Written by Amanda Tsang
May 31, 2013
It has become increasingly clear that gun crime is a concern in NSW. Indeed, we have previously written about gun crime in Sydney, and posited that the only way to reduce it is by dedicating more of our state resources to investigating and prosecuting the illegal possession and use of firearms.
Worryingly, last month in NSW, we experienced what was dubbed one of the “worst crime weeks” by the NSW Police, after 10 people were shot in the space of 5 days.
As a result of this trend, a national crackdown on illegal firearms was launched in every Australian state from May 24. The two week blitz, dubbed ‘Operation Unification’ is an Australia-wide effort and will rely on anonymous tips to an 1800-number.
In NSW, the maximum penalty for possessing an unregistered or unlicensed firearm is 5 years imprisonment. For a charge involving the possession or use of a prohibited firearm, the maximum penalty rises to 10 years imprisonment. It is an indicator of how serious these offences are viewed by the authorities that they attract such high penalties.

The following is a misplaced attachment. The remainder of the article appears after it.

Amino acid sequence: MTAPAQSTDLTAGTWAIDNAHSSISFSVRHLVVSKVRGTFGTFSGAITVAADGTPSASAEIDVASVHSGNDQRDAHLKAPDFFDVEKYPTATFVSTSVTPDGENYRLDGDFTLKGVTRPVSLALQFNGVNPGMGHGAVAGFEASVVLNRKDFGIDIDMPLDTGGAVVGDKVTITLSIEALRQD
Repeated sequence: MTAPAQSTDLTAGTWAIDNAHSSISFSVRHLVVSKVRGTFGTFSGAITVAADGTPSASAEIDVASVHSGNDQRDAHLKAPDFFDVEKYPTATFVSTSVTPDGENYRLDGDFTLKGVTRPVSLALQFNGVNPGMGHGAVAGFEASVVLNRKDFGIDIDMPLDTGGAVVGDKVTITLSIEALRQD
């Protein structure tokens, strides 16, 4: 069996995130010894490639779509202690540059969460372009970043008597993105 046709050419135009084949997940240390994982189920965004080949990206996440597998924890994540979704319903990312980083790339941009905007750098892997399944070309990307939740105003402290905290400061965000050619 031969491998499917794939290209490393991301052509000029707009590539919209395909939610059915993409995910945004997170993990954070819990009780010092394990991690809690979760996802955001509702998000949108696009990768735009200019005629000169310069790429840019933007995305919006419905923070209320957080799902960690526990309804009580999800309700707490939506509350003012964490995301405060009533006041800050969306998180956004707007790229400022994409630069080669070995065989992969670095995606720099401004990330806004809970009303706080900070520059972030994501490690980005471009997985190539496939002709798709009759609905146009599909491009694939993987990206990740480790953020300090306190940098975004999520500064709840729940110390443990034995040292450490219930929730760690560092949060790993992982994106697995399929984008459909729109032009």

In addition, community fears are rising about the accessibility of firearms as they are generally small and can be easily concealed. Even more frightening is the recently realised prospect of creating a firearm by means of a 3D printer. Instructions can be easily downloaded online to create a plastic gun capable of being fired with lethal effects.
As the current legislation stands, imitation or replica guns, aside from children’s toys, are to be treated in the same manner as the weapon they represent. However, the question is whether this provision is sufficient to encompass the potential dangers of home-produced weapons in mass quantities. This is clearly situation where the law must be vigilant in keeping up with the leaps and bounds of technology.